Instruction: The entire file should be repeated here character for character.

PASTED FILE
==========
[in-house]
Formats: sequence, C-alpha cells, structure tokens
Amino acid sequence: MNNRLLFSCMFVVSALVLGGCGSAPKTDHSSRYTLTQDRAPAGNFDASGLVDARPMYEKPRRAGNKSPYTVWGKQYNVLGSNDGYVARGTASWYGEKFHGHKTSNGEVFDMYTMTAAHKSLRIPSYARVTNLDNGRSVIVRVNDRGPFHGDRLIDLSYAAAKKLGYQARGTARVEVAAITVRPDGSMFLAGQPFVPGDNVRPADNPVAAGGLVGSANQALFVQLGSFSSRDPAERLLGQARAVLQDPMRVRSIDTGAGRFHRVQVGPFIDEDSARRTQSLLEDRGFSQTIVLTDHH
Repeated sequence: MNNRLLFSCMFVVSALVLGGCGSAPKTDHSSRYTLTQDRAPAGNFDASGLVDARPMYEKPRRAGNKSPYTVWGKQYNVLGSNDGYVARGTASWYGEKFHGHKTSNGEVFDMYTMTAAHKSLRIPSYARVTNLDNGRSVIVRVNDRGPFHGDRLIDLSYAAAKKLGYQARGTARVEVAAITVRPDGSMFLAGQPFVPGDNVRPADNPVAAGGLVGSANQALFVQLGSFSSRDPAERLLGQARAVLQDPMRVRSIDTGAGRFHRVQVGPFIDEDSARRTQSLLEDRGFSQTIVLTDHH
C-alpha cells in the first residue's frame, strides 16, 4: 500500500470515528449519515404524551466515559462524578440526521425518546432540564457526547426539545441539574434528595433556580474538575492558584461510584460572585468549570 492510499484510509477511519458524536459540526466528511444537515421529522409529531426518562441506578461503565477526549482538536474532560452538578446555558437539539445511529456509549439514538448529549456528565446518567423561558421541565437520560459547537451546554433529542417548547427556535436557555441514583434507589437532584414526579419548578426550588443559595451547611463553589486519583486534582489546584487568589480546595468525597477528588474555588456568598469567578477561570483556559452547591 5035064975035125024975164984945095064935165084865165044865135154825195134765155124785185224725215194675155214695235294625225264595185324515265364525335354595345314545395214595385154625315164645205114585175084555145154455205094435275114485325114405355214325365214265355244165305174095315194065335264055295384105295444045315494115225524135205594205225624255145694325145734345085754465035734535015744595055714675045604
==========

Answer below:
[in-house]
Formats: sequence, C-alpha cells, structure tokens
Amino acid sequence: MNNRLLFSCMFVVSALVLGGCGSAPKTDHSSRYTLTQDRAPAGNFDASGLVDARPMYEKPRRAGNKSPYTVWGKQYNVLGSNDGYVARGTASWYGEKFHGHKTSNGEVFDMYTMTAAHKSLRIPSYARVTNLDNGRSVIVRVNDRGPFHGDRLIDLSYAAAKKLGYQARGTARVEVAAITVRPDGSMFLAGQPFVPGDNVRPADNPVAAGGLVGSANQALFVQLGSFSSRDPAERLLGQARAVLQDPMRVRSIDTGAGRFHRVQVGPFIDEDSARRTQSLLEDRGFSQTIVLTDHH
Repeated sequence: MNNRLLFSCMFVVSALVLGGCGSAPKTDHSSRYTLTQDRAPAGNFDASGLVDARPMYEKPRRAGNKSPYTVWGKQYNVLGSNDGYVARGTASWYGEKFHGHKTSNGEVFDMYTMTAAHKSLRIPSYARVTNLDNGRSVIVRVNDRGPFHGDRLIDLSYAAAKKLGYQARGTARVEVAAITVRPDGSMFLAGQPFVPGDNVRPADNPVAAGGLVGSANQALFVQLGSFSSRDPAERLLGQARAVLQDPMRVRSIDTGAGRFHRVQVGPFIDEDSARRTQSLLEDRGFSQTIVLTDHH
C-alpha cells in the first residue's frame, strides 16, 4: 500500500470515528449519515404524551466515559462524578440526521425518546432540564457526547426539545441539574434528595433556580474538575492558584461510584460572585468549570 492510499484510509477511519458524536459540526466528511444537515421529522409529531426518562441506578461503565477526549482538536474532560452538578446555558437539539445511529456509549439514538448529549456528565446518567423561558421541565437520560459547537451546554433529542417548547427556535436557555441514583434507589437532584414526579419548578426550588443559595451547611463553589486519583486534582489546584487568589480546595468525597477528588474555588456568598469567578477561570483556559452547591 5035064975035125024975164984945095064935165084865165044865135154825195134765155124785185224725215194675155214695235294625225264595185324515265364525335354595345314545395214595385154625315164645205114585175084555145154455205094435275114485325114405355214325365214265355244165305174095315194065335264055295384105295444045315494115225524135205594205225624255145694325145734345085754465035734535015744595055714675045604